One of our clients set about building a competitive intelligence program that would generate high-levels of engagement across the organization. In order to do this their curator set up three plans of action:
As a result, all teams across the organization immediately began to engage with the competitive intel at a far higher rate. Departments are now frequently checking in to their competitive platform for strategic insights.
Innocuous pieces of competitive intelligence can often be more impactful than it seems at face value. Piecing together smaller trends may uncover a larger strategic play.
One of our enterprise-level clients began to notice their primary competitor appearing more frequently in news and events. With this in mind, they decided to actively track these events that their competitor was attending for further insight, and a trend emerged.
Despite their competitor’s client base traditionally being small-to-mid-sized businesses, the events they began to sponsor were skewed toward an enterprise-level audience.
This wasn’t a mistake; their competitor was making a push towards pitching larger clients, however, this proactive insight allowed our client to be prepared for this strategic shift.
One of our clients used competitive intelligence to determine their content marketing strategy. Prior to doing so, they were simply driving blind.
Their biggest pain point was that they were being outranked by competitors on keywords related to their industry, causing them to lose out on valuable organic traffic. Because of this, they ran an analysis of each keyword that their competitor ranked highly on and the pieces of content related to these terms.
They discovered that there were only two to three key content pieces that were ranking highly on several keywords. Aha!
Now knowing what pieces of content they had to beat, our client found knowledge gaps in the content where they could differentiate themselves on a topic. The pieces were also easy to beat — short, vague, and containing very few images or other media.
This information gave them the roadmap needed to outrank their competitors. By creating better content on these few topics and following SEO best practices, the marketing team cut into their competitor’s dominance on search engines.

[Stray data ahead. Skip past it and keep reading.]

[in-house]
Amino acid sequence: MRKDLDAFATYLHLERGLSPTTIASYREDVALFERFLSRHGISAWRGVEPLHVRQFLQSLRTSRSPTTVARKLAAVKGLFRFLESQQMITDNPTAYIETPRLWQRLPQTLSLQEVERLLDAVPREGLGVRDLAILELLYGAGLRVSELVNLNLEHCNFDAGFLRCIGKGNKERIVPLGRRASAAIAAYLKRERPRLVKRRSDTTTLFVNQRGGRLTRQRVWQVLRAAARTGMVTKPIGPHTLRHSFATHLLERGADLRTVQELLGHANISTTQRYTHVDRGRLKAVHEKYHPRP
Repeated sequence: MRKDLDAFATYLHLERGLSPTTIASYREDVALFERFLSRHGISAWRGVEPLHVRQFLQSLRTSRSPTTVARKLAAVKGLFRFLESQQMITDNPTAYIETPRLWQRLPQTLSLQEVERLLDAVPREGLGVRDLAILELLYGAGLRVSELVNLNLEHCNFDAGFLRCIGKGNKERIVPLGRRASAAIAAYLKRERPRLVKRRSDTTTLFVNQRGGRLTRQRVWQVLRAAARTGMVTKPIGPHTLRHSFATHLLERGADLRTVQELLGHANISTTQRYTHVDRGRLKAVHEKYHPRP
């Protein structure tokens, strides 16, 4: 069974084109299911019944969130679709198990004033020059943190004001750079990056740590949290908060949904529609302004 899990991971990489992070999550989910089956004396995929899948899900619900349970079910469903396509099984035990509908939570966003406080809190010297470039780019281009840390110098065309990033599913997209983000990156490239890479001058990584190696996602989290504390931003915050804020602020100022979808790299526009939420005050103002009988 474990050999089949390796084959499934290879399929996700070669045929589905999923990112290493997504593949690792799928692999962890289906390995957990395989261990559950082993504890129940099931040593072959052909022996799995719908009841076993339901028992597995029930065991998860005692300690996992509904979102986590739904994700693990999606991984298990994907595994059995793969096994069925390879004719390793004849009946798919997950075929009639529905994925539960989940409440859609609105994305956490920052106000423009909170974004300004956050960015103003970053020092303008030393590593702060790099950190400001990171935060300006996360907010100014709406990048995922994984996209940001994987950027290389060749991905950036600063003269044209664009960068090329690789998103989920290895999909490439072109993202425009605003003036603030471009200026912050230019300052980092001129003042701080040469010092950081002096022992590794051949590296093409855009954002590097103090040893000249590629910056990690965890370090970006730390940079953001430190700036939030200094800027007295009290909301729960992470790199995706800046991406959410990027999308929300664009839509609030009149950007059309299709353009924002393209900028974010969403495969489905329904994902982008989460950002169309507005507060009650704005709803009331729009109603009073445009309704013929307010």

An overlooked competitive intelligence example is using it to acquire talent. A software company based in Vancouver uses competitive intelligence to improve their candidate close rate in their talent acquisition process.
In order to best position themselves to potential candidates, the organization ran an analysis of themselves compared to the other tech companies that they were battling for recruits.
They ran win-loss interviews with candidates that chose to join them and those that decided on other opportunities in order to understand their strengths and weaknesses. With this knowledge, they were able to identify their own competitive approach – asking discovery questions early in the recruiting process to identify their competitors, talking points on how to position their key strengths, and de-positioning tactics to use when recruiting against their key competitors.
These competitive strategies are used in the same way battlecards are by sellers, to maximize recruitment performance and to improve their candidate-to-close ratio.
One of our clients, a fast-growing B2B SaaS company, tripled its sales reps over the past year. One of the biggest challenges this presented was ramping their sales hires onto their own products, and making sure that they understand how these products are positioned in the market.
They built battlecards that helped arm sales reps to handle competitors, and also to prepare them to accurately speak to their own products. By having these clearly defined battlecards, it was easier to progressively ramp up a massive number of new sales reps and ensure that they were all on the same page.
These competitive intelligence examples are just scratching the surface of the endless ways that a CI program can be used to specifically address the needs of your company. Don’t let the unknowns about a competitor remain undetected.
Remember, collecting information is only part of the competitive intelligence process: ensure that the intel being gathered will enable employees across the company, and be creative in engaging them with this competitive intelligence.
Chris Owen and Scot Kim explain the importance of executive support for your competitive enablement program, and what they did to earn it.